§ 47. Mr. Pargiter
asked the Prime Minister, in view of the favourable comment in the Soviet Press, if he will have his speech to the Primrose League on 31st May last printed as a White Paper; and what further suggestions he has for the 236 implementation of the objectives he then indicated.
§ The Prime Minister
I am always glad for my speeches to receive due publicity especially when, as in this case, they contain a deserved tribute to the present Administration, and, I may add, some censure on our predecessors. I do not, however think that it would be customary to issue a political speech of this nature as a White Paper.
I was glad to note that my speech was favourably received in leading circles in the Soviet Union. The hon. Member may rest assured that Her Majesty's Government do not propose to lose any opportunity of securing a real improvement in our relations with the Soviet Government. But he will realise that this must be more than a one-way affair.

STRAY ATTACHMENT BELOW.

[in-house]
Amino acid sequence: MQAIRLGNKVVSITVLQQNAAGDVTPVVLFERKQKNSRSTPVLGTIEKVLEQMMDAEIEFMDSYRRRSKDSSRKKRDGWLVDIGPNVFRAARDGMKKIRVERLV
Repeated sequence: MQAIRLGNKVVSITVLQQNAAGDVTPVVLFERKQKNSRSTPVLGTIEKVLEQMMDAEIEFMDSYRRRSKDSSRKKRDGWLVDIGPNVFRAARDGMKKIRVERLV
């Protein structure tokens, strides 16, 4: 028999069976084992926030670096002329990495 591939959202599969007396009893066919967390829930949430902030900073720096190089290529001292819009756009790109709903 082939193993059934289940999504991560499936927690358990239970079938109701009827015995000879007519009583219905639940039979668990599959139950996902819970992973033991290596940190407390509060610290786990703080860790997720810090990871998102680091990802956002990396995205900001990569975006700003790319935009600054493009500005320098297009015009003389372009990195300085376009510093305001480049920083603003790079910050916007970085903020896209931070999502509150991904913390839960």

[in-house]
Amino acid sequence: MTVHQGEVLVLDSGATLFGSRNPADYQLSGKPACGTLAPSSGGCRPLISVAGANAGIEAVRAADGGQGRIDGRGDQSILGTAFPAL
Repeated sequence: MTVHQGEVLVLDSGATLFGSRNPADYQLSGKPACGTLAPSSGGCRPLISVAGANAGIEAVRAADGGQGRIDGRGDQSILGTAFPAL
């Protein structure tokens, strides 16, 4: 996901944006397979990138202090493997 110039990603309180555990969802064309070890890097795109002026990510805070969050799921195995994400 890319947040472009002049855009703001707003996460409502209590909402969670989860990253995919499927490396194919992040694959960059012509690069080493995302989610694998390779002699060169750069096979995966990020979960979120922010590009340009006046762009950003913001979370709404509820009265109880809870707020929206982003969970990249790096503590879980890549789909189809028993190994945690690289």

§ Mr. Pargiter
While fully appreciating the reply of the right hon. Gentleman, in view of the fact that he could so easily make representations to America for informal discussions on world affairs, could he not with equal facility make representations to Moscow for similar discussions?
§ Sir T. Moore
Why should not hon. Gentlemen opposite join the Primrose League and so hear the speeches of the Prime Minister for themselves, thus saving the taxpayers' money in repairing their defects?
Could we be assured that the Primrose League treats its officials with more courtesy than does the National Canine Defence League?
§ Sir H. Williams
Is my right hon. Friend aware that his speech as Grand Marshal of the Primrose League appears in the "Primrose League Gazette," which can be bought at the bookstalls?